How Far We’ve Come: 2017 NWSL Draft Edition

Facebooktwittergoogle_plusreddittumblrmailFacebooktwittergoogle_plusreddittumblrmail

As a first-time draft attendee, I tried to not set my expectations too high. My job was to be present, soak everything in, and not look like an idiot. I, debatably, accomplished all of those things. When I finally came home after a long day and I sat down to write a piece on the draft… Nothing came to mind. It was the first time in a long time that I attended a women’s soccer event and somehow had nothing to whine about. Was it possible?

Was the 2017 NWSL College Draft, actually… great?

As I entered the Diamond Ballroom in downtown Los Angeles, the attractive lighting and beautifully set stage were the first things to catch my eye. They both elevated the professional touch that surrounded the day. The place was absolutely packed. Hundreds of fans, players, team representatives, media members, and NWSL staff were congregating and awaiting the start of the draft. The feeling in the room was electric.

This feeling was amplified as the draft began and the first name was called: Rose Lavelle. The room exploded. The awareness of my surroundings hit me like a Carli Lloyd wonder-strike. I was at a women’s soccer college draft and a lot of people were hyped.

As a follower of the NWSL, I’ve seen the negative connotation that surrounds league events. It is difficult to ignore their shortcomings at times because many of their faults have been highly covered by media. In fact, it seems to be a trend that the league will only get mainstream coverage when something negative happens. So of course, it would be no surprise to anyone if the draft would have been somewhat disappointing. Thankfully, that wasn’t the case.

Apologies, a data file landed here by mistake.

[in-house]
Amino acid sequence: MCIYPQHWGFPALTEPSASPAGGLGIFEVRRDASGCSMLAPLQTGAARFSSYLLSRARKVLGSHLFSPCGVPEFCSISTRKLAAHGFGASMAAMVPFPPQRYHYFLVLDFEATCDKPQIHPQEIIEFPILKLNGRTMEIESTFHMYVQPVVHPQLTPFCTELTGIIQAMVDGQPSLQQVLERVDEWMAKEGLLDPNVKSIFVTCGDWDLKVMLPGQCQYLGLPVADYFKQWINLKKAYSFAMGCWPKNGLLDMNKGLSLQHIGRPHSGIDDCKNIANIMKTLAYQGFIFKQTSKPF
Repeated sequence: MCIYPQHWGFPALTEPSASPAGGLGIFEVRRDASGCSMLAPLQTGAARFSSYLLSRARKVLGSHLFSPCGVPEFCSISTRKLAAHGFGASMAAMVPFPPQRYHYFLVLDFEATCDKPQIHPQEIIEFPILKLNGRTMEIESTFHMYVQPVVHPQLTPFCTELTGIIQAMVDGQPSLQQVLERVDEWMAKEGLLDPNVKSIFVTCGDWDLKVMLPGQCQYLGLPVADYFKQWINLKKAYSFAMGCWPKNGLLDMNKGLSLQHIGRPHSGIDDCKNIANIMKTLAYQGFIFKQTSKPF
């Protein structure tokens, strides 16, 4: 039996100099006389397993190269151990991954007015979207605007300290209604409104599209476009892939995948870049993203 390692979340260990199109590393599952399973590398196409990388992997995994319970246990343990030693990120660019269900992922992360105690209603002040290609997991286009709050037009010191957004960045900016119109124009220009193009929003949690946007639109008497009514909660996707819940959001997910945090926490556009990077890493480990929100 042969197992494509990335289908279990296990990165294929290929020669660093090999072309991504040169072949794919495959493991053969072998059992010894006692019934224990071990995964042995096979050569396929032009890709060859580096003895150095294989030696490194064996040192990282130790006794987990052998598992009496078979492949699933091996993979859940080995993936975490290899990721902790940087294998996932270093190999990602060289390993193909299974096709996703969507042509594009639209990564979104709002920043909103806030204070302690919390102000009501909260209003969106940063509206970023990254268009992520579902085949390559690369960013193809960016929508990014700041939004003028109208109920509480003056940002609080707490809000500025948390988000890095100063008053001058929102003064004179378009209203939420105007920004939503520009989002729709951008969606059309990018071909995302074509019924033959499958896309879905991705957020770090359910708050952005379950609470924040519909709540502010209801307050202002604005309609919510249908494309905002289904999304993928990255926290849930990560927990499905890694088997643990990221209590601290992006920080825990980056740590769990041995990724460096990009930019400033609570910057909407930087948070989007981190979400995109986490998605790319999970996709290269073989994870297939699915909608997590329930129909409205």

This year the league treated the draft like the event it deserved to be. It wasn’t just players getting picked for different teams, it was something that was fun and enjoyable to watch. They made the event entertaining. Plus, they hired amazing hosts (who actually know stuff about women’s soccer) to commentate on the live stream. All of this effort put forth from the league finally gives the impression that they see this league as not only sustainable but as a legitimate form of entertainment for the public.

In this tweet from Sunil Gulati, you can literally see the progress. In 2013, the draft was in a small conference room where there was no need to have a fan section. In 2017, the fan section was larger than the team and media areas combined. The improvement being made by the NWSL – while still a work in progress – shows how far we’ve come. 

Are there still areas we can improve on? Yes. Always. 

But, this league should be proud of the momentum it is gathering going into its 5th year.

Here’s hoping that the 2017 draft is a demonstration of what is to come for this league this season.